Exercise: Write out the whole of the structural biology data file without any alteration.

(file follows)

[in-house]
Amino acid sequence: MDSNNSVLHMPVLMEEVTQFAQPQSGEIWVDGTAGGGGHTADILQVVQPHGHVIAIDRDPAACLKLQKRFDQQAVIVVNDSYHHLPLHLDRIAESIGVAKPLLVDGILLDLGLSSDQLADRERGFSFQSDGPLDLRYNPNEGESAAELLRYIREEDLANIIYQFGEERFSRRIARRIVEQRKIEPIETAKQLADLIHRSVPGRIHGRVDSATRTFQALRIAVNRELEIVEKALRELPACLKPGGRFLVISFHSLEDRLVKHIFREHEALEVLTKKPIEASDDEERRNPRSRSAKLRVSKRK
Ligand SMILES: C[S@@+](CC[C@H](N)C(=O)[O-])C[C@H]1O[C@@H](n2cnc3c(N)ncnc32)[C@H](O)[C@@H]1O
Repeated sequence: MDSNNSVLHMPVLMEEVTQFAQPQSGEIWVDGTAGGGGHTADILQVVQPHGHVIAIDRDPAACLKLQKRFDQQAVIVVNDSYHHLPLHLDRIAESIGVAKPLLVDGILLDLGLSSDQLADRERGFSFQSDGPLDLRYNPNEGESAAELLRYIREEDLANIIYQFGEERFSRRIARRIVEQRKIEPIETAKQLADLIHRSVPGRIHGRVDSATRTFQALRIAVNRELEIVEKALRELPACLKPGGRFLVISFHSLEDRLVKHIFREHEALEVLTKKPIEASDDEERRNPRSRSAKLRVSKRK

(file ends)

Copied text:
[in-house]
Amino acid sequence: MDSNNSVLHMPVLMEEVTQFAQPQSGEIWVDGTAGGGGHTADILQVVQPHGHVIAIDRDPAACLKLQKRFDQQAVIVVNDSYHHLPLHLDRIAESIGVAKPLLVDGILLDLGLSSDQLADRERGFSFQSDGPLDLRYNPNEGESAAELLRYIREEDLANIIYQFGEERFSRRIARRIVEQRKIEPIETAKQLADLIHRSVPGRIHGRVDSATRTFQALRIAVNRELEIVEKALRELPACLKPGGRFLVISFHSLEDRLVKHIFREHEALEVLTKKPIEASDDEERRNPRSRSAKLRVSKRK
Ligand SMILES: C[S@@+](CC[C@H](N)C(=O)[O-])C[C@H]1O[C@@H](n2cnc3c(N)ncnc32)[C@H](O)[C@@H]1O
Repeated sequence: MDSNNSVLHMPVLMEEVTQFAQPQSGEIWVDGTAGGGGHTADILQVVQPHGHVIAIDRDPAACLKLQKRFDQQAVIVVNDSYHHLPLHLDRIAESIGVAKPLLVDGILLDLGLSSDQLADRERGFSFQSDGPLDLRYNPNEGESAAELLRYIREEDLANIIYQFGEERFSRRIARRIVEQRKIEPIETAKQLADLIHRSVPGRIHGRVDSATRTFQALRIAVNRELEIVEKALRELPACLKPGGRFLVISFHSLEDRLVKHIFREHEALEVLTKKPIEASDDEERRNPRSRSAKLRVSKRK